Last night's debate on foreign policy taught America that there's basically no difference between Barack Obama and Mitt Romney when it comes to drone strikes or policy in Syria. But a recent poll of 2094 Americans conducted by fast casual chain Smashburger suggests that there's a big difference between the two candidates in at least one other measure other than silly things like domestic policy and experience: their appeal as dining companions.
The Smashburger pollsters asked respondents which of the two presidential candidates they'd prefer to eat a burger with. National polls about actual voting may be close these days, but this one wasn't. President Obama won by a landside, with a whopping 59 percent of respondents saying they'd pick him as a dining partner and just 41 percent opting for Romney.
Obama's support was particularly strong among the young, those living in the Midwest and those living in the Northeast. Romney performed best with Southerners and the elderly.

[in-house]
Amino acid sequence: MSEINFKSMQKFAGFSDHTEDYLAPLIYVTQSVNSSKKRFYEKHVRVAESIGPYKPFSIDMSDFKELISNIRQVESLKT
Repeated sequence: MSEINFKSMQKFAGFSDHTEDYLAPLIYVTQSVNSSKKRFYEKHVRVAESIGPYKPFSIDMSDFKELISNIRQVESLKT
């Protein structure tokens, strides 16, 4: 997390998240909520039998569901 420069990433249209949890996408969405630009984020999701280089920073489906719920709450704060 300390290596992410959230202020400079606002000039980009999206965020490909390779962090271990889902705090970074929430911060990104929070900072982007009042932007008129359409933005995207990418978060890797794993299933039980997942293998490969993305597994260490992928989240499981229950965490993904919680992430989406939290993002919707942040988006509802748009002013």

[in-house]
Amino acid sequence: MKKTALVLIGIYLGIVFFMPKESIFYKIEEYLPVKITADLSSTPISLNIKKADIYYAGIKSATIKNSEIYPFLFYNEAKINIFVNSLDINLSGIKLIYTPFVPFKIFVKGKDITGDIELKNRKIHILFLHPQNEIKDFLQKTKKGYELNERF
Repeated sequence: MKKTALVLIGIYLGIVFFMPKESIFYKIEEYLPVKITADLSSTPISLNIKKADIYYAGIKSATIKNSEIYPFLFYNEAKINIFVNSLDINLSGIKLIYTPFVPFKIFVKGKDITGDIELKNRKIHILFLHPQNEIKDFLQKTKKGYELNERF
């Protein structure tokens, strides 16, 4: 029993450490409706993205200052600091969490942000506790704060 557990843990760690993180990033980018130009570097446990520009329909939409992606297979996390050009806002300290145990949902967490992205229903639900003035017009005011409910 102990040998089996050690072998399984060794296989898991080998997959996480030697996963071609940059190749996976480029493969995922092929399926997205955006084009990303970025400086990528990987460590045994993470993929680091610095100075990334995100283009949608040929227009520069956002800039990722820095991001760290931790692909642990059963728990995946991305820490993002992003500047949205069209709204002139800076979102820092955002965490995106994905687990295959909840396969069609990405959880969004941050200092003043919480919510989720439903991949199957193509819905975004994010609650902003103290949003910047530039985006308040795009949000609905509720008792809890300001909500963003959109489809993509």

The poll also asked which former president would be respondents' first pick for a burger companion. Bill Clinton -- an avowed burger fan for years before he became a vegan -- led this pack with 22 percent of the vote. Clinton was followed by Lincoln (15 percent), JFK and Ronald Reagan (14 percent) and then Thomas Jefferson, George Washington and Theodore Roosevelt (5 percent).
This all may sound trivial -- and it obviously is, to some extent. But campaign teams actually spend a great deal of time and thought thinking about what Obama and Romney should eat on the campaign trail, often in an attempt to portray the candidates as folksy and relatable. So Obama's impressive victory in the burger poll -- if it can't be chalked up to some sort of skew in the sample -- could be a sign that his campaign has done a better job making him come off as a real person than Romney's has. Or it could just be a sign that a lot of Americans like to drink beer with their burgers, and don't like to drink alone.